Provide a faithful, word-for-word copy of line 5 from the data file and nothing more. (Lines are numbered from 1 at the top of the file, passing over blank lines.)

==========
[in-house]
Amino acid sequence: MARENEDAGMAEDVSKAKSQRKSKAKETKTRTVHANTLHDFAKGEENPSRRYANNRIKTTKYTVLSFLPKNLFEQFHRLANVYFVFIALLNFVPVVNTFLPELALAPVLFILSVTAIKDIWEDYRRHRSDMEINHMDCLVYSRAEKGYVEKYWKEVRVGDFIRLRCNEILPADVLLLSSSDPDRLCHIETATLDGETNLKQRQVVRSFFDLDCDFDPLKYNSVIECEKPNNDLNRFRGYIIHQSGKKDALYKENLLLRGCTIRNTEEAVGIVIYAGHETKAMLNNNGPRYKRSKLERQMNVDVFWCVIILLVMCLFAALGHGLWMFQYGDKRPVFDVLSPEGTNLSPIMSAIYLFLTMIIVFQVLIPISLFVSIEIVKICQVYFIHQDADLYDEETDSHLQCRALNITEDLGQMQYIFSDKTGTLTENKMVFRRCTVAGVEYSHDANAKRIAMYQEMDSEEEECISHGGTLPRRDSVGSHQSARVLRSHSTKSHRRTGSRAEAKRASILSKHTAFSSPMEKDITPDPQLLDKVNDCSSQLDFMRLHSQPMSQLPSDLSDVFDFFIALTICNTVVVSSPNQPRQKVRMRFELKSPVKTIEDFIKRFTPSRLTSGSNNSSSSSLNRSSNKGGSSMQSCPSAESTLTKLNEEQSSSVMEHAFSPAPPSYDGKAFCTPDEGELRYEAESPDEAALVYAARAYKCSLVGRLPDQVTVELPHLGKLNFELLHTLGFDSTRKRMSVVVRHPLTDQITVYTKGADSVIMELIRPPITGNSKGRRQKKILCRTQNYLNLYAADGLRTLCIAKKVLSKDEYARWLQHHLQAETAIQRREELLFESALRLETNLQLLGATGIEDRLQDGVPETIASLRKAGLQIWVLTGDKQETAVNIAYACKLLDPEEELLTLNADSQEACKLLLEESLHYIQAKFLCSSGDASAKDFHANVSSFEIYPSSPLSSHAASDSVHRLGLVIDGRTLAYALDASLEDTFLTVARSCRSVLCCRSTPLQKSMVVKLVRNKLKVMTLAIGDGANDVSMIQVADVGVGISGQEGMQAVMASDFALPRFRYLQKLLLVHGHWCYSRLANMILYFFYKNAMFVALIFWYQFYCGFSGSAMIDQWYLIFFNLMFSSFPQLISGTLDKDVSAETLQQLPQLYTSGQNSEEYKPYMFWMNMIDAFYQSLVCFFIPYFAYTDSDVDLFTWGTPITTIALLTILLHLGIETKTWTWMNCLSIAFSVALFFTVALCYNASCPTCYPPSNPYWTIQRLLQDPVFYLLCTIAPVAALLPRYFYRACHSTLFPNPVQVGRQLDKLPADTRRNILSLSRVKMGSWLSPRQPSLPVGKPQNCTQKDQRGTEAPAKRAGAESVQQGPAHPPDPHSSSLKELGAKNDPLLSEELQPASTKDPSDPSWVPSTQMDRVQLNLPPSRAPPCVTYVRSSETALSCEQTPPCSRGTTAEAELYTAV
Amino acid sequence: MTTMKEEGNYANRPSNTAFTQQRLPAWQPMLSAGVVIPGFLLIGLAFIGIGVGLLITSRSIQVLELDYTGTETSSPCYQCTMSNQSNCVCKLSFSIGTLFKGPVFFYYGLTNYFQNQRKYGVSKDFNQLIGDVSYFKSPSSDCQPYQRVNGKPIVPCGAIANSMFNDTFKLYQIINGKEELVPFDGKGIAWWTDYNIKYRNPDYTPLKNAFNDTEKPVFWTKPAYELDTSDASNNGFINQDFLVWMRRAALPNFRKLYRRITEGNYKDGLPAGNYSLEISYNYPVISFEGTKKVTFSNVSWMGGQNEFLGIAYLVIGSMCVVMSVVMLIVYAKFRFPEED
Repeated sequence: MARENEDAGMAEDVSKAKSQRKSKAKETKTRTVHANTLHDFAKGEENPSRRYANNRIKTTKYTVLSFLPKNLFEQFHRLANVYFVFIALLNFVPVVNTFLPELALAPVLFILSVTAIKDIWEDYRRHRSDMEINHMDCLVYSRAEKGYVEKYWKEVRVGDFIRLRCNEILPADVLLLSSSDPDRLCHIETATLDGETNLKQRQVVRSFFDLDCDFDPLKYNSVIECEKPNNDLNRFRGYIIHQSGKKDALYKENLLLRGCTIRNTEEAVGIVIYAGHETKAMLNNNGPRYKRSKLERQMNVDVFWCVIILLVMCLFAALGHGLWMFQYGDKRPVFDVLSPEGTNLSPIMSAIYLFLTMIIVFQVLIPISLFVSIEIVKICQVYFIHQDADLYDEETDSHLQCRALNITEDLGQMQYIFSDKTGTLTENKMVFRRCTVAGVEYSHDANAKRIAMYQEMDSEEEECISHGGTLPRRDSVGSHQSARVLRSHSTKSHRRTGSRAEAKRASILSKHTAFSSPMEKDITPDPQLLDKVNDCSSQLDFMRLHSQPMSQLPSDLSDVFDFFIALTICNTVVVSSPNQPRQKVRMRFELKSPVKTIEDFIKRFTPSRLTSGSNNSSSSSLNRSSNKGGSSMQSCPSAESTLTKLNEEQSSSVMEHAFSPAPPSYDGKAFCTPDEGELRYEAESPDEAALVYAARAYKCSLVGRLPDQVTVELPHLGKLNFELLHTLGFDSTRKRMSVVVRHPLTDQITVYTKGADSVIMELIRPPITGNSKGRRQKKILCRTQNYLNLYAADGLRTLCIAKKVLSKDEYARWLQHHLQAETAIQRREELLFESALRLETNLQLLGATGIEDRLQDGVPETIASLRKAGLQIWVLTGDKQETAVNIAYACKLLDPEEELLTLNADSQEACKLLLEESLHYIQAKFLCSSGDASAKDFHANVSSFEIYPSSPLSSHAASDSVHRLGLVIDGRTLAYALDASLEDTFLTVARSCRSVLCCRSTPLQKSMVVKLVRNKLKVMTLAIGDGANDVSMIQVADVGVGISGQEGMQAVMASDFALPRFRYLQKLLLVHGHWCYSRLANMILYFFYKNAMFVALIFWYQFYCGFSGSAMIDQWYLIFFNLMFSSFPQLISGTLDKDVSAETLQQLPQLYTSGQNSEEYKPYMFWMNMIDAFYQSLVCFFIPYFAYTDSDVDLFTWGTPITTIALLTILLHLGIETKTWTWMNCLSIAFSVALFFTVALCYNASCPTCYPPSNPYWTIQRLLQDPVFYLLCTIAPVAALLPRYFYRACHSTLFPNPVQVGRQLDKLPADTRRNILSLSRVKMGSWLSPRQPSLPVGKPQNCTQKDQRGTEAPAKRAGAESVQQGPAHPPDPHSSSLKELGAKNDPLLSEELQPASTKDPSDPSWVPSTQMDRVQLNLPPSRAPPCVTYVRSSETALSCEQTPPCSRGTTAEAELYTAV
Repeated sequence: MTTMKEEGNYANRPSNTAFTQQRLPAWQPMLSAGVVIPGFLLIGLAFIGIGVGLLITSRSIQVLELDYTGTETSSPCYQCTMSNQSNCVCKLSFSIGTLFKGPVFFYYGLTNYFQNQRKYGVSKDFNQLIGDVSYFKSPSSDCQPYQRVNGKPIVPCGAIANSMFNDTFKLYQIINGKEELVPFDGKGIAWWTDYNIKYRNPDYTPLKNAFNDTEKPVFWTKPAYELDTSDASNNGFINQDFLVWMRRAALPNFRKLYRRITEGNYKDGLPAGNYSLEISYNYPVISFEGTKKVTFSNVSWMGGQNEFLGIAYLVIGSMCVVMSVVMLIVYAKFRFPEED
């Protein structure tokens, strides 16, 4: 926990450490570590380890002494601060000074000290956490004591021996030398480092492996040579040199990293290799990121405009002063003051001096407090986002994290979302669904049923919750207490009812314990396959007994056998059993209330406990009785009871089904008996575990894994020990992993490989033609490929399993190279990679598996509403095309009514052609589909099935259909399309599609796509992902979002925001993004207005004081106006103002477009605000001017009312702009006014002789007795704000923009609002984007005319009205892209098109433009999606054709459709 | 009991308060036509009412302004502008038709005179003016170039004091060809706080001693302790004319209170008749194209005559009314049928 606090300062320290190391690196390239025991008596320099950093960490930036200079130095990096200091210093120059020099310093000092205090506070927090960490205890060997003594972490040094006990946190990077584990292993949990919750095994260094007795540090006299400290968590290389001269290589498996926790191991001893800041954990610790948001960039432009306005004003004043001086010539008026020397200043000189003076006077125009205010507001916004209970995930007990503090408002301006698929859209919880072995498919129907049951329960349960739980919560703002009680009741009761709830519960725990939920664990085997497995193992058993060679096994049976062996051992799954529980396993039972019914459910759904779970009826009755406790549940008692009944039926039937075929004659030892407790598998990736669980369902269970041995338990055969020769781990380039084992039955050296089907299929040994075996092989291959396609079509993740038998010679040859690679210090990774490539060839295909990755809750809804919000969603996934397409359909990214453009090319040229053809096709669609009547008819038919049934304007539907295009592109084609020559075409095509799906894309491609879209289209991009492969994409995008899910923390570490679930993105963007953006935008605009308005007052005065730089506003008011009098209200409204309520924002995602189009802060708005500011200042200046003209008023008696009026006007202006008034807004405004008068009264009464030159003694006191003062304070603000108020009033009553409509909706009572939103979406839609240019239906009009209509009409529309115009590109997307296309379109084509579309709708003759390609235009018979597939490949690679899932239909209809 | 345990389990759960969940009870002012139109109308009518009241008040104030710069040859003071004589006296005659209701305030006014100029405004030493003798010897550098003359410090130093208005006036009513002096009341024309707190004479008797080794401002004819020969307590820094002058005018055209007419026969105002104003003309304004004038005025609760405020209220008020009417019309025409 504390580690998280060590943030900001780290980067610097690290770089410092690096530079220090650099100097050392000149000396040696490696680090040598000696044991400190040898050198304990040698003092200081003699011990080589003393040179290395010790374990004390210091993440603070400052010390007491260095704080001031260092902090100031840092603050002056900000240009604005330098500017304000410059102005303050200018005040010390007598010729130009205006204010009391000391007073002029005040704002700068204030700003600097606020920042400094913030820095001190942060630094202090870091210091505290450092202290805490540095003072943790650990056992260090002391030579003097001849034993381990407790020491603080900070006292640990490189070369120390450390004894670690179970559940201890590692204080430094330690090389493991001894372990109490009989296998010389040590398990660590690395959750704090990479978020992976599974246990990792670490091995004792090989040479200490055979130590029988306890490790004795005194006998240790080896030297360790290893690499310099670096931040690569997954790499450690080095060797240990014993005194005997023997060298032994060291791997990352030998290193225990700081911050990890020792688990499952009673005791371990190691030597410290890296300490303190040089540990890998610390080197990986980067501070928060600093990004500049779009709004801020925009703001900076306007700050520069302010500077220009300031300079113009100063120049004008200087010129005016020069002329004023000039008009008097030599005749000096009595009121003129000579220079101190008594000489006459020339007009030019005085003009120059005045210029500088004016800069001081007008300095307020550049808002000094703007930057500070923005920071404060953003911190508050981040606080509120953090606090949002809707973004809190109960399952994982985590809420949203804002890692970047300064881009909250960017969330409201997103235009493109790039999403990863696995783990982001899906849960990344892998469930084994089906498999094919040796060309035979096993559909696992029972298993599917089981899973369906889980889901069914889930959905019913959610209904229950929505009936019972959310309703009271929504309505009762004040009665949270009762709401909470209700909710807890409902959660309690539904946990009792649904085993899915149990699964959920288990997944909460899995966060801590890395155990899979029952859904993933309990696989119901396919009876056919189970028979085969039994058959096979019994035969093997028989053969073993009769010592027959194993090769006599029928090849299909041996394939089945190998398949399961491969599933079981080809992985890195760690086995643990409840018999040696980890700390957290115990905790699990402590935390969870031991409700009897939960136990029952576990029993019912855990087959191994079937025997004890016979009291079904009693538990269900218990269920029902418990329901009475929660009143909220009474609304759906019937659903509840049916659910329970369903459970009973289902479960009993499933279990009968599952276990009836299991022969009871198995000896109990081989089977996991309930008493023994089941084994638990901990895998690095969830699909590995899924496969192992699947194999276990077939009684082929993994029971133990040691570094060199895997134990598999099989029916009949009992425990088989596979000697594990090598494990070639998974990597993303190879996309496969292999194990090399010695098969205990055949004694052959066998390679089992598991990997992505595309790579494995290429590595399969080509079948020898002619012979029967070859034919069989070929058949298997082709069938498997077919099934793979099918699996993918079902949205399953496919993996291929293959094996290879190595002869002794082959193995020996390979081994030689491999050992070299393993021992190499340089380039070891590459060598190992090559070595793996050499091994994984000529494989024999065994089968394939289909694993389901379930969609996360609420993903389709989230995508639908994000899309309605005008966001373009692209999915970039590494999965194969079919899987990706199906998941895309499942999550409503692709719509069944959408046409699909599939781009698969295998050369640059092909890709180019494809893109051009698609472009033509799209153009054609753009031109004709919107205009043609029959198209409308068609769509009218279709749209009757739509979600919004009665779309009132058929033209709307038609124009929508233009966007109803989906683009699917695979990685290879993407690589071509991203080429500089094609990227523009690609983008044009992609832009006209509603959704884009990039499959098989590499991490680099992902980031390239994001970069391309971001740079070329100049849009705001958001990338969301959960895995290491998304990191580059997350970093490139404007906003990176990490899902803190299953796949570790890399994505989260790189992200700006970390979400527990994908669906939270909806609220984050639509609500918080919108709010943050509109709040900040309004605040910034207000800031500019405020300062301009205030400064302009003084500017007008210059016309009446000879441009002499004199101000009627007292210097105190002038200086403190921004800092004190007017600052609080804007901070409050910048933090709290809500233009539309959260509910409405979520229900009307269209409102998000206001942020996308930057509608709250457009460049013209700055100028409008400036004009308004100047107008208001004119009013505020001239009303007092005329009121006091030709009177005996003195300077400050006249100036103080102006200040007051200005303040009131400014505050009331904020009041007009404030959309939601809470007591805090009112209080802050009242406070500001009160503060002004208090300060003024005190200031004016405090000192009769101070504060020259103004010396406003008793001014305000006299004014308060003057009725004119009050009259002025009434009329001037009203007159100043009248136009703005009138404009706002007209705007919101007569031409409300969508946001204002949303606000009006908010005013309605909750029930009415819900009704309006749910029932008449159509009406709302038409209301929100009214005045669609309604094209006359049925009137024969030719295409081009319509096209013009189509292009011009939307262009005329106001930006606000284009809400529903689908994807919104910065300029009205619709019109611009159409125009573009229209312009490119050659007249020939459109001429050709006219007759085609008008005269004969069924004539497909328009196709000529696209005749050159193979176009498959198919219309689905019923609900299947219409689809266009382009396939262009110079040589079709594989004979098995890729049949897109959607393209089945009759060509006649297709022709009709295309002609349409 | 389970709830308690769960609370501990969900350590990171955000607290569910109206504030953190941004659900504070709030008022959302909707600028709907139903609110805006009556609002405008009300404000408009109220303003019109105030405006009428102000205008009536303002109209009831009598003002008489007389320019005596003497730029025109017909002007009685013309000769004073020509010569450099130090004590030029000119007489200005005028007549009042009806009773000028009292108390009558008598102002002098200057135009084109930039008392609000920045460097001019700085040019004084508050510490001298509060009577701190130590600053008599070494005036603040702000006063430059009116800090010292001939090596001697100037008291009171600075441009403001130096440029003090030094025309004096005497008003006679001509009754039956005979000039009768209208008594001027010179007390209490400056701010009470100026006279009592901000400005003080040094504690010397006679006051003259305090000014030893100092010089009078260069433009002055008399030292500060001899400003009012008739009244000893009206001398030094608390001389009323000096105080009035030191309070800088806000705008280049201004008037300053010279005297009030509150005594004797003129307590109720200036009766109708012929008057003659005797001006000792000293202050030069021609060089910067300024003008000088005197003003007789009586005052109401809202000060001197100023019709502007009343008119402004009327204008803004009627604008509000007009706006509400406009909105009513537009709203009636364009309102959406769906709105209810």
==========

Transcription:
Repeated sequence: MTTMKEEGNYANRPSNTAFTQQRLPAWQPMLSAGVVIPGFLLIGLAFIGIGVGLLITSRSIQVLELDYTGTETSSPCYQCTMSNQSNCVCKLSFSIGTLFKGPVFFYYGLTNYFQNQRKYGVSKDFNQLIGDVSYFKSPSSDCQPYQRVNGKPIVPCGAIANSMFNDTFKLYQIINGKEELVPFDGKGIAWWTDYNIKYRNPDYTPLKNAFNDTEKPVFWTKPAYELDTSDASNNGFINQDFLVWMRRAALPNFRKLYRRITEGNYKDGLPAGNYSLEISYNYPVISFEGTKKVTFSNVSWMGGQNEFLGIAYLVIGSMCVVMSVVMLIVYAKFRFPEED